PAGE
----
Making moonshine is considered a tradition; it is a part of Appalachian and Southern culture that thrives throughout the history of the South. However, if you turn back the pages on your calendar you will see that making moonshine wasn’t always an art or a tradition. For many, it was a way of life, and/or a means of survival. Men would brew moonshine to ensure that their families would have food on the table and a roof over their heads. Former Stock car driver Louise Smith described life in the south by saying “Honey, everybody was poor. Back in those days there just wasn’t any money.”
The History of Moonshine
The art behind making moonshine is older than the USA since it was began in Colonial times in Appalachia by the Scots-Irish immigrants who had settled in the Appalachian in search of freedom. The immigrants soon discovered that the Appalachian region was great for growing corn.
They didn’t bring much with them, but many had Whiskey making skills that they learned back in the Celtic hills. This quickly led to a little necessitative ingenuity and they soon started using corn to make whiskey–and boom, moonshine was born!
Fast forward to 1920 when Prohibition began and the demand for Moonshine began to sky rocket inside America’s biggest cities. Soon a new business was born, which involved producing Moonshine illegally and hauling to the cities to make a profit.
For many, it was a way of life, and/or a means of survival. Men would brew moonshine to ensure that their families would have food on the table and a roof over their heads.
Big city gangsters like Al Capone, soon got involved in the business, and increased demand for Moonshine. They would pay large amounts of money for the liquor to be brought to major cities like New York, Chicago and Atlanta where it would be served in illegal bars, AKA the Speakeasies.
However, when it comes to doing anything illegal the law always tends to find out. It didn’t take long before the Government started sending out Federal Agents who were nicknamed “Revenuers”, and “G-Man” to try and catch the illegal moonshiners and put a stop to it; which would go on for several years.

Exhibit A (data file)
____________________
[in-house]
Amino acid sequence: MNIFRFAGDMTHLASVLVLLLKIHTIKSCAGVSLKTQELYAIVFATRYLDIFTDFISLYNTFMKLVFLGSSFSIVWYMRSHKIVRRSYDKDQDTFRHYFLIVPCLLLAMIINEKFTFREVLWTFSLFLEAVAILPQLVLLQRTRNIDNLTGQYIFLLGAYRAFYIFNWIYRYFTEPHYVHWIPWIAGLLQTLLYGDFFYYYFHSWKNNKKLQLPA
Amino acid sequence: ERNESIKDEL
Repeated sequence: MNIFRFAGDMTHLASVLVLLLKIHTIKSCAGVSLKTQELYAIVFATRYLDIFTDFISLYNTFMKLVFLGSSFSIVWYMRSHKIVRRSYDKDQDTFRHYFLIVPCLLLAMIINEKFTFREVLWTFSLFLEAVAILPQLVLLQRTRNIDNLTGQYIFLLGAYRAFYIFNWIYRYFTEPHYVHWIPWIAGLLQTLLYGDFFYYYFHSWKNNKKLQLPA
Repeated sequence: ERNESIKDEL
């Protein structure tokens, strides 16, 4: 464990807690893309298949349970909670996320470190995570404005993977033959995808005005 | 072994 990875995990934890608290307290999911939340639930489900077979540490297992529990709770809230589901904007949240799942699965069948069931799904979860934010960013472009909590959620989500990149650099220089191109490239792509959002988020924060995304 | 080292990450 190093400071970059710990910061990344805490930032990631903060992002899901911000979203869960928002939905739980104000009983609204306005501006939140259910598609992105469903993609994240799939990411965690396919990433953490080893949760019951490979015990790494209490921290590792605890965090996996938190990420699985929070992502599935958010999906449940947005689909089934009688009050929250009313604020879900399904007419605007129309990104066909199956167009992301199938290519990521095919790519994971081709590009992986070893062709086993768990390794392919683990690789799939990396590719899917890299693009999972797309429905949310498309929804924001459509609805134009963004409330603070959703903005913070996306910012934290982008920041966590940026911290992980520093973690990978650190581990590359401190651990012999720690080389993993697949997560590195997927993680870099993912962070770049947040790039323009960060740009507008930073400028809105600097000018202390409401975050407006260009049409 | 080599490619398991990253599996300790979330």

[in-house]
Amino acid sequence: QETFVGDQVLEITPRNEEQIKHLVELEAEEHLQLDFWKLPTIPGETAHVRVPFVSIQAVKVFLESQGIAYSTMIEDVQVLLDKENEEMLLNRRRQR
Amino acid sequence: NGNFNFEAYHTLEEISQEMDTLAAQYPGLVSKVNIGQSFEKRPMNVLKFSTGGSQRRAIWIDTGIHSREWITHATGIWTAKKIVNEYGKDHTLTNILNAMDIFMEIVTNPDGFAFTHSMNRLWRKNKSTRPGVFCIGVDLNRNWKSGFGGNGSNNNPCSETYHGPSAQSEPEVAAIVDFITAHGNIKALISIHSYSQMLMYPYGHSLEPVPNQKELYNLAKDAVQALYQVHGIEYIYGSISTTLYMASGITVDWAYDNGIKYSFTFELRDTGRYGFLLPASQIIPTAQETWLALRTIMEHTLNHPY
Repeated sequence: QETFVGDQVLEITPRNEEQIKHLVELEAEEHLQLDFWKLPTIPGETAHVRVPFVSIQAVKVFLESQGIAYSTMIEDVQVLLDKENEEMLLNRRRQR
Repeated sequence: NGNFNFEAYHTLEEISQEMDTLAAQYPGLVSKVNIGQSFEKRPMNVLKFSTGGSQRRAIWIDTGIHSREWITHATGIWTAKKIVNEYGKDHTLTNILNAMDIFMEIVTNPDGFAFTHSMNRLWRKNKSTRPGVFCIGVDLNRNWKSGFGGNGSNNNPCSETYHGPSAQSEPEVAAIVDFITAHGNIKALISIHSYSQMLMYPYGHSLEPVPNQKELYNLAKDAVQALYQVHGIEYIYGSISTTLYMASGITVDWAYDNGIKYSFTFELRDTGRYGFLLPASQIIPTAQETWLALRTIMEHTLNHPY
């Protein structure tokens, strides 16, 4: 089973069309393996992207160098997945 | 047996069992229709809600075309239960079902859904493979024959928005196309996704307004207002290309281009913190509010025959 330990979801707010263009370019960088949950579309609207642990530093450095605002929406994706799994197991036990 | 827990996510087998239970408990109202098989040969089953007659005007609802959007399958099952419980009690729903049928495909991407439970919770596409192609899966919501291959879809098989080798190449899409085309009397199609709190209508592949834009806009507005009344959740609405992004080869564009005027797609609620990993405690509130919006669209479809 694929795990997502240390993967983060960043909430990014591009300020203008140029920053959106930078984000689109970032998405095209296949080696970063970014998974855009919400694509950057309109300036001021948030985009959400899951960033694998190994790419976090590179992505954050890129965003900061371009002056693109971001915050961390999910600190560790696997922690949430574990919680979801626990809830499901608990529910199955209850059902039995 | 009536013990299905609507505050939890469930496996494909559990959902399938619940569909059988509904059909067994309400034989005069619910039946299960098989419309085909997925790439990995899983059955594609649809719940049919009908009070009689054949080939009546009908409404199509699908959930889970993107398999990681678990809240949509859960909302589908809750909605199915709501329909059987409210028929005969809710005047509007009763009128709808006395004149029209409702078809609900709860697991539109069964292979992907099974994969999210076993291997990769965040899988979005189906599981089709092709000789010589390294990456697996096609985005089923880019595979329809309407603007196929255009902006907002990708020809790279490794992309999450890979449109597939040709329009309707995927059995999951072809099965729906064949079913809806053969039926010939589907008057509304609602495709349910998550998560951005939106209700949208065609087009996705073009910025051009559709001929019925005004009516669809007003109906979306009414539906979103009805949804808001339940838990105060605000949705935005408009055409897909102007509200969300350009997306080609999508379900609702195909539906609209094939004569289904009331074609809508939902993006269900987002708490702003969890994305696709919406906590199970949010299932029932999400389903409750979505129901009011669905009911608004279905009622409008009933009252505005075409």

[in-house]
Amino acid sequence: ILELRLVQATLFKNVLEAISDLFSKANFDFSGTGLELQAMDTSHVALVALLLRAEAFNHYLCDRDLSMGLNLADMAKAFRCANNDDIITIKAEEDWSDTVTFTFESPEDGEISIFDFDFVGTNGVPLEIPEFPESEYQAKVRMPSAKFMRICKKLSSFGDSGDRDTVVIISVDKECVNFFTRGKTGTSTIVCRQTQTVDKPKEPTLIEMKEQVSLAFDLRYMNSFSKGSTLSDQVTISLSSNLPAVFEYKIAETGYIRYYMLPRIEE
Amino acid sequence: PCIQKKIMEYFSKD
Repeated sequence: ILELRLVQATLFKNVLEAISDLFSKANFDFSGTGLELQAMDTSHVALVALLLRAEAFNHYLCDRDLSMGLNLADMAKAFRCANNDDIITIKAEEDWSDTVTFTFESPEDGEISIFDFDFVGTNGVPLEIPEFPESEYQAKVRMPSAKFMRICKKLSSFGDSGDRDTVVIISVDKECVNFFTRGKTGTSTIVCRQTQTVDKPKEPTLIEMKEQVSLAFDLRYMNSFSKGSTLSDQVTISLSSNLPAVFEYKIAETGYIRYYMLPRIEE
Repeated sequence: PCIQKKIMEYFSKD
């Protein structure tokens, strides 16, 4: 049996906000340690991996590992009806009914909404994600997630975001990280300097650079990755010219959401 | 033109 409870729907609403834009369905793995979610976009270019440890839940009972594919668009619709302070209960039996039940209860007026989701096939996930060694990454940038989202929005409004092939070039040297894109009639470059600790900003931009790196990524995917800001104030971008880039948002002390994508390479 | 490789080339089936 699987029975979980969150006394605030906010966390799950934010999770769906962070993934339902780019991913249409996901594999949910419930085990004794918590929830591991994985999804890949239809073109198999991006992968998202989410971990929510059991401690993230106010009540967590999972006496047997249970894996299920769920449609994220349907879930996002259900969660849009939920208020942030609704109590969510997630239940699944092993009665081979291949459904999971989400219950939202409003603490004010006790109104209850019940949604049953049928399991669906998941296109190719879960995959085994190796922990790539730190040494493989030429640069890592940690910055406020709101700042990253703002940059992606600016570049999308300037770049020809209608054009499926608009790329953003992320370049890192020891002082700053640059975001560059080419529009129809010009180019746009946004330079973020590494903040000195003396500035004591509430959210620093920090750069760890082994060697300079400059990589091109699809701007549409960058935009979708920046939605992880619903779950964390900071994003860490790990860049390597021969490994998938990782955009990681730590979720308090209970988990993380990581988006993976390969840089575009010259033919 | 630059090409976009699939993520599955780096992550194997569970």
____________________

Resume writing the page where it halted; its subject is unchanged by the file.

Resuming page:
Speakeasies were often found in secret spots in the big cities during the time of prohibition.
In 1933 Prohibition had finally come to an end, but this only slightly slowed down the demand for Moonshine. The tax free, cheap price and high alcohol content of moonshine kept it in high demand throughout the Southern U.S. and major cities all over the US.
Due to the liquor being tax free, the Government didn’t want to lose any tax revenue so they continued to send out the Revenuers to try and shut down the illegal stills in operation. This proved to be a very difficult task because most of the stills were hidden deep in the mountains and hills of Appalachia which made them difficult to locate. This made distilling and producing the whiskey easy for the “shiners” but the real challenge was getting the moonshine from the stills to the cities. The G-Men would hide out all over the back country roads to try and stop the runner’s cars before they could deliver their loads.
To get their product delivered safely, the Moonshiners would hire “runners” to haul and transport the liquor. Since the roads were full of the Government agents, the runners would have to transport the liquor after midnight when the roads were clear, so they would be able to drive fast enough to out run the Revenuers. However, a runner would need more than just clear roads and the cover of darkness to out run an agent, his car would have to be the fastest car on the road!